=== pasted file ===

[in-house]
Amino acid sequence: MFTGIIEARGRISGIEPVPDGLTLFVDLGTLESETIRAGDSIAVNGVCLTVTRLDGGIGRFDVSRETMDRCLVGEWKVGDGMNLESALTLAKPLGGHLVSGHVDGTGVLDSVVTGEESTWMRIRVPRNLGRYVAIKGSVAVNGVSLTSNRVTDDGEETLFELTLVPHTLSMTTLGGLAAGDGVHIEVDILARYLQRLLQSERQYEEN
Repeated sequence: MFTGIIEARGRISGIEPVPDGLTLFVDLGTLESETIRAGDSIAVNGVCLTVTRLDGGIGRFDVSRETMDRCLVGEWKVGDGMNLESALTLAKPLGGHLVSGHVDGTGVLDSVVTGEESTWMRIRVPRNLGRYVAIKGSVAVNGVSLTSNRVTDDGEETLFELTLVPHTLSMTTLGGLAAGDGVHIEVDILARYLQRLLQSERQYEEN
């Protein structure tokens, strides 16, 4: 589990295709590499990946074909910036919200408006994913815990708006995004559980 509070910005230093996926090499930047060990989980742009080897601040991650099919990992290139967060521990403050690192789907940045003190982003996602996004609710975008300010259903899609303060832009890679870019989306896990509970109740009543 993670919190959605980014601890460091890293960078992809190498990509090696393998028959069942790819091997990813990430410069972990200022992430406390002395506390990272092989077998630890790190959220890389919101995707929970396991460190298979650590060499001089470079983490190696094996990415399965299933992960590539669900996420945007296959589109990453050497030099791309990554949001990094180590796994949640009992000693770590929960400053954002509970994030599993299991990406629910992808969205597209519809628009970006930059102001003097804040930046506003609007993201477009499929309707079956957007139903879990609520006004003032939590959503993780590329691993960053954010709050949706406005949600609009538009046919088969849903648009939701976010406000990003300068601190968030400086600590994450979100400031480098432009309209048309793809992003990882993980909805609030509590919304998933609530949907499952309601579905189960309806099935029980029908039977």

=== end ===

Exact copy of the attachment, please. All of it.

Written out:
[in-house]
Amino acid sequence: MFTGIIEARGRISGIEPVPDGLTLFVDLGTLESETIRAGDSIAVNGVCLTVTRLDGGIGRFDVSRETMDRCLVGEWKVGDGMNLESALTLAKPLGGHLVSGHVDGTGVLDSVVTGEESTWMRIRVPRNLGRYVAIKGSVAVNGVSLTSNRVTDDGEETLFELTLVPHTLSMTTLGGLAAGDGVHIEVDILARYLQRLLQSERQYEEN
Repeated sequence: MFTGIIEARGRISGIEPVPDGLTLFVDLGTLESETIRAGDSIAVNGVCLTVTRLDGGIGRFDVSRETMDRCLVGEWKVGDGMNLESALTLAKPLGGHLVSGHVDGTGVLDSVVTGEESTWMRIRVPRNLGRYVAIKGSVAVNGVSLTSNRVTDDGEETLFELTLVPHTLSMTTLGGLAAGDGVHIEVDILARYLQRLLQSERQYEEN
């Protein structure tokens, strides 16, 4: 589990295709590499990946074909910036919200408006994913815990708006995004559980 509070910005230093996926090499930047060990989980742009080897601040991650099919990992290139967060521990403050690192789907940045003190982003996602996004609710975008300010259903899609303060832009890679870019989306896990509970109740009543 993670919190959605980014601890460091890293960078992809190498990509090696393998028959069942790819091997990813990430410069972990200022992430406390002395506390990272092989077998630890790190959220890389919101995707929970396991460190298979650590060499001089470079983490190696094996990415399965299933992960590539669900996420945007296959589109990453050497030099791309990554949001990094180590796994949640009992000693770590929960400053954002509970994030599993299991990406629910992808969205597209519809628009970006930059102001003097804040930046506003609007993201477009499929309707079956957007139903879990609520006004003032939590959503993780590329691993960053954010709050949706406005949600609009538009046919088969849903648009939701976010406000990003300068601190968030400086600590994450979100400031480098432009309209048309793809992003990882993980909805609030509590919304998933609530949907499952309601579905189960309806099935029980029908039977």